A guest post by Cara Tejpal on the occasion of #WorldWildlifeDay
Under the warmth of an autumn sun, I squat in the school garden. I rake my fingers through red plastic trays of dirt, gently pulling out the onion pink earthworms buried in its cool depths. At college I diligently empty my kitchen waste into a little bowl kept on the counter for this purpose. Later I take it out to the garbage cans and empty it into the wet waste bin. From here it becomes the responsibility of student farm volunteers. On a picnic lunch in Peru, I watch our guide, the lovely Marie-Sol, tip her wine glass and allow a few drops to fall on the Earth. For Pachamama she explains. At the office of the wildlife conservation foundation I work at, the editor assembles the team. He asks – biodiversity conservation isn’t just tigers and elephants, what about the millions of microorganisms in our very soil? At a conference, I learn that India is “desertifying”. That an entire one third of our land is now degraded – stripped off its vitality, contaminated by our excesses – unable to support much more than ragged weeds.
For a person of my interests and pursuits, I came to composting shamefully late in my life. Something about the term made it seem complicated and unfamiliar. I imagined it the prerogative of farmers and horticulturists, and ideally, municipal authorities; not the urban individual – cocooned in concrete with neither garden nor farm nor authority.
In 2015, soon after I moved from Delhi to Mumbai, I found myself occupying the guest room of my brother’s apartment, 19 storeys high. Having lived my entire life close to the ground until then, I was unsettled by this dizzying height. Mumbai’s suburbs, so crowded and filthy, afforded me no space to walk barefoot or touch the Earth. And so, in this state of unease, I felt compelled to give composting a try.
My two Chomps arrived in the post, and I lovingly installed them on our balcony. We’re going to make soil, I declared to my brother. He laughed at my whimsy and nodded his approval. Day after day, I layered the Chomp, week after week, I turned the pile. Impatience is a quintessential urban trait, and my scarce patience was indeed tested. I willed the compost gods to ‘get on with it’., but the compost is not of the city. Its processes are of the Earth, and so gradually I came to accept that I was now on Nature’s clock.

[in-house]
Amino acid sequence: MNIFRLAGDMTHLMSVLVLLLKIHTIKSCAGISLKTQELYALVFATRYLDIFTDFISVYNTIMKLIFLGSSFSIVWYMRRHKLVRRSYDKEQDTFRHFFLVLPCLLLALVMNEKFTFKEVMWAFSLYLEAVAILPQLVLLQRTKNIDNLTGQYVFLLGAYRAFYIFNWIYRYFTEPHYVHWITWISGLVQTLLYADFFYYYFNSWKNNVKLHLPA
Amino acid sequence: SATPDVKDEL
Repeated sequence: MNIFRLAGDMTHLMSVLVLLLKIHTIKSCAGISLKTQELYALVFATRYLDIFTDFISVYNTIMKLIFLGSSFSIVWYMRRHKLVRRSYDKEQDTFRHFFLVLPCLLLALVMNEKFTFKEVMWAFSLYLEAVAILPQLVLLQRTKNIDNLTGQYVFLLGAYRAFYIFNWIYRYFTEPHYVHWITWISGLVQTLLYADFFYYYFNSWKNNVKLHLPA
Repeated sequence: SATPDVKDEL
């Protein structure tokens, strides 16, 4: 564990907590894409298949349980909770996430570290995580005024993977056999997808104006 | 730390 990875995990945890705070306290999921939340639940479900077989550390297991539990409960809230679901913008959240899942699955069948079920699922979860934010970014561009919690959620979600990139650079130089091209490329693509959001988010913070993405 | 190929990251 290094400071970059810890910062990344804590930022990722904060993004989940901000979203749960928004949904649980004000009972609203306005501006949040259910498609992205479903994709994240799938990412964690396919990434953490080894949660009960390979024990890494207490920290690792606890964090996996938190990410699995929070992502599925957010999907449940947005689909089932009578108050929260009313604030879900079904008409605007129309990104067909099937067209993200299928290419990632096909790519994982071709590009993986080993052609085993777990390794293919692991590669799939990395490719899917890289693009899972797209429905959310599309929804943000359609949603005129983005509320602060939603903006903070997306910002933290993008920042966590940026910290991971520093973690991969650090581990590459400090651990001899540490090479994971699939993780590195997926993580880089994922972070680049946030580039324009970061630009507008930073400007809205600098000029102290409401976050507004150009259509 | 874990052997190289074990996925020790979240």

That first harvest was a celebration. We turned the batch, breathed in its comforting aroma, sieved it over an old tarp, fed our plants, and then filled old takeout containers with black-gold for our friends’ balcony gardens.
In the years since I started composting, I have come to list it as a hobby. Though I am perfectly aware of course that composting in and of itself is a natural process and not a skill. Still, there is great pride in seeing waste turn to value, delight in finding a discarded seed sprouting from the warm depths of a bin, comfort in sinking my hands into mature compost, and kinship in being able to feed it to the plants and trees of my Juhu neighbourhood.
I am a committed composter today, and have cajoled, blackmailed and inspired innumerable friends to start their own composting journey. While the newscycle spins endless stories of biodiversity loss and the climate crisis, when the conservation campaigns I work on are crushed under the weight of indifference and greed; I find myself turning from my work desk to contemplate the two terracotta-hued containers on my window sill. In dwelling on the quiet, invisible transformation of their hidden contents, I find hope and heart.
Cara Tejpal is a writer and wildlife conservationist with the Sanctuary Nature Foundation. You can find her on Instagram @carapiranha